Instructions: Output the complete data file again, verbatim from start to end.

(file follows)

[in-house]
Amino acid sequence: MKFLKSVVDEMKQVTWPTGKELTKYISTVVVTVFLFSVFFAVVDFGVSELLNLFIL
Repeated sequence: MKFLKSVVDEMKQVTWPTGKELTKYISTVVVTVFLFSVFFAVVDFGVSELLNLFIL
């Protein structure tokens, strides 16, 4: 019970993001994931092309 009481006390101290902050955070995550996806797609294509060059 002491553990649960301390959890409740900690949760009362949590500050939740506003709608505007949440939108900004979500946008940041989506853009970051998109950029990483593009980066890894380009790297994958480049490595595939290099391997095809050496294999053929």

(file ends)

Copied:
[in-house]
Amino acid sequence: MKFLKSVVDEMKQVTWPTGKELTKYISTVVVTVFLFSVFFAVVDFGVSELLNLFIL
Repeated sequence: MKFLKSVVDEMKQVTWPTGKELTKYISTVVVTVFLFSVFFAVVDFGVSELLNLFIL
């Protein structure tokens, strides 16, 4: 019970993001994931092309 009481006390101290902050955070995550996806797609294509060059 002491553990649960301390959890409740900690949760009362949590500050939740506003709608505007949440939108900004979500946008940041989506853009970051998109950029990483593009980066890894380009790297994958480049490595595939290099391997095809050496294999053929």